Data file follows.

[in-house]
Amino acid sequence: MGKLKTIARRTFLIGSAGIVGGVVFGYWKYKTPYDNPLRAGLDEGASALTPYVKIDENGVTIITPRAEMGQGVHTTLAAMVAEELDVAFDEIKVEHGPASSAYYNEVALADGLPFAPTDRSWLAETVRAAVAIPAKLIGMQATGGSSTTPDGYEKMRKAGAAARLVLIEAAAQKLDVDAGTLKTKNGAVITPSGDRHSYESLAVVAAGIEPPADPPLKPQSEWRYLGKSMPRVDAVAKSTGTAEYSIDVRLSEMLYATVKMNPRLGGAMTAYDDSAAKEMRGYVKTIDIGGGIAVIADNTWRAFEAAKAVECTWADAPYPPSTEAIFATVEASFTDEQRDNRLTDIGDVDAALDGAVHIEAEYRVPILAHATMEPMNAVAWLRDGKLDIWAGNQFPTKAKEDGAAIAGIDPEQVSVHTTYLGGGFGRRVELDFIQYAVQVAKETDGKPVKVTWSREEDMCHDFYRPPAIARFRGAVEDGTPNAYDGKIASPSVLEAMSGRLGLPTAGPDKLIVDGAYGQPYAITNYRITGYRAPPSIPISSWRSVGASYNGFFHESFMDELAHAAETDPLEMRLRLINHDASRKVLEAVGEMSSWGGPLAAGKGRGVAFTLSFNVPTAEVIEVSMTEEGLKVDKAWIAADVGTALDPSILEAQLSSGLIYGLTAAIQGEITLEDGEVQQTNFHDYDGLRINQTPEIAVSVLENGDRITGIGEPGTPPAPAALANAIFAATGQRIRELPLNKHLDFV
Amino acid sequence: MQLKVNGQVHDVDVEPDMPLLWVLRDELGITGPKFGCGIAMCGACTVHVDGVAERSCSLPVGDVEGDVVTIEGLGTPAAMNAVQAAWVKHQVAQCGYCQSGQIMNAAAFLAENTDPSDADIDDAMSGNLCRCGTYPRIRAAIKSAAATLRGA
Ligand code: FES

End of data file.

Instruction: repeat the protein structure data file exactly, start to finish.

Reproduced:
[in-house]
Amino acid sequence: MGKLKTIARRTFLIGSAGIVGGVVFGYWKYKTPYDNPLRAGLDEGASALTPYVKIDENGVTIITPRAEMGQGVHTTLAAMVAEELDVAFDEIKVEHGPASSAYYNEVALADGLPFAPTDRSWLAETVRAAVAIPAKLIGMQATGGSSTTPDGYEKMRKAGAAARLVLIEAAAQKLDVDAGTLKTKNGAVITPSGDRHSYESLAVVAAGIEPPADPPLKPQSEWRYLGKSMPRVDAVAKSTGTAEYSIDVRLSEMLYATVKMNPRLGGAMTAYDDSAAKEMRGYVKTIDIGGGIAVIADNTWRAFEAAKAVECTWADAPYPPSTEAIFATVEASFTDEQRDNRLTDIGDVDAALDGAVHIEAEYRVPILAHATMEPMNAVAWLRDGKLDIWAGNQFPTKAKEDGAAIAGIDPEQVSVHTTYLGGGFGRRVELDFIQYAVQVAKETDGKPVKVTWSREEDMCHDFYRPPAIARFRGAVEDGTPNAYDGKIASPSVLEAMSGRLGLPTAGPDKLIVDGAYGQPYAITNYRITGYRAPPSIPISSWRSVGASYNGFFHESFMDELAHAAETDPLEMRLRLINHDASRKVLEAVGEMSSWGGPLAAGKGRGVAFTLSFNVPTAEVIEVSMTEEGLKVDKAWIAADVGTALDPSILEAQLSSGLIYGLTAAIQGEITLEDGEVQQTNFHDYDGLRINQTPEIAVSVLENGDRITGIGEPGTPPAPAALANAIFAATGQRIRELPLNKHLDFV
Amino acid sequence: MQLKVNGQVHDVDVEPDMPLLWVLRDELGITGPKFGCGIAMCGACTVHVDGVAERSCSLPVGDVEGDVVTIEGLGTPAAMNAVQAAWVKHQVAQCGYCQSGQIMNAAAFLAENTDPSDADIDDAMSGNLCRCGTYPRIRAAIKSAAATLRGA
Ligand code: FES